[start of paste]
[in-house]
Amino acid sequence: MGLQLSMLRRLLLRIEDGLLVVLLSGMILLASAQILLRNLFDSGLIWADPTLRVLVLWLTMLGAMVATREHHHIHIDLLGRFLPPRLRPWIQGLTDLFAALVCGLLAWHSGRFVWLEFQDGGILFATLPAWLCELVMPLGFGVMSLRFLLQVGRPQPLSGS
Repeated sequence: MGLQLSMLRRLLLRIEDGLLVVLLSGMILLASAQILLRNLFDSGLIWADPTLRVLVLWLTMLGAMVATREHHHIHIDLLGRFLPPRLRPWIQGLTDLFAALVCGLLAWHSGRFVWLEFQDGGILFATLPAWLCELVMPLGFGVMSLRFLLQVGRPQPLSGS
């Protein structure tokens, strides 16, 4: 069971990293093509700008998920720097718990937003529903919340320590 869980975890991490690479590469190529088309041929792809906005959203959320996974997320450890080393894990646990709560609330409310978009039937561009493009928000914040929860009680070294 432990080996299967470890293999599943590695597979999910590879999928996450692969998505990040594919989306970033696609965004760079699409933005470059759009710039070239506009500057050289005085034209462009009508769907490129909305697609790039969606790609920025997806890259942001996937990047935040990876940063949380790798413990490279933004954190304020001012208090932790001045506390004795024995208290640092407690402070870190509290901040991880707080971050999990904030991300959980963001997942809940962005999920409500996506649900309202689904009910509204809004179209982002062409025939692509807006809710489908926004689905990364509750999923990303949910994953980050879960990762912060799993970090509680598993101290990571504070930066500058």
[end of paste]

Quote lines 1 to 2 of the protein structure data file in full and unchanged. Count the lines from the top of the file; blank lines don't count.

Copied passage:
[in-house]
Amino acid sequence: MGLQLSMLRRLLLRIEDGLLVVLLSGMILLASAQILLRNLFDSGLIWADPTLRVLVLWLTMLGAMVATREHHHIHIDLLGRFLPPRLRPWIQGLTDLFAALVCGLLAWHSGRFVWLEFQDGGILFATLPAWLCELVMPLGFGVMSLRFLLQVGRPQPLSGS